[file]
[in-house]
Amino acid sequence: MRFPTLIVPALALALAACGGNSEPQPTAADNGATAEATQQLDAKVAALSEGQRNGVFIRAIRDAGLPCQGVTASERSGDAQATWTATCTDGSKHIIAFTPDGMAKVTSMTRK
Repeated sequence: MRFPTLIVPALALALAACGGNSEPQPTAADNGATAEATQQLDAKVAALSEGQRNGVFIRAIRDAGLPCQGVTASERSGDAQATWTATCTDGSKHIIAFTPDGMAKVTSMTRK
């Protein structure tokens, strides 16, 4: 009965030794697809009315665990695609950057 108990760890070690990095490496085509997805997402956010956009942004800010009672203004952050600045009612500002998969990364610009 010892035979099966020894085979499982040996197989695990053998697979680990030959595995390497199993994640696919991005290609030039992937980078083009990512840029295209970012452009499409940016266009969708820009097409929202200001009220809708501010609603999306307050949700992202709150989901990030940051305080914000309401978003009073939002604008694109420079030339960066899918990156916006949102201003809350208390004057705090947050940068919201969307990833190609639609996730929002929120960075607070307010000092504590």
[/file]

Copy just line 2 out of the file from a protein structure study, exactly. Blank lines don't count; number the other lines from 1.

Amino acid sequence: MRFPTLIVPALALALAACGGNSEPQPTAADNGATAEATQQLDAKVAALSEGQRNGVFIRAIRDAGLPCQGVTASERSGDAQATWTATCTDGSKHIIAFTPDGMAKVTSMTRK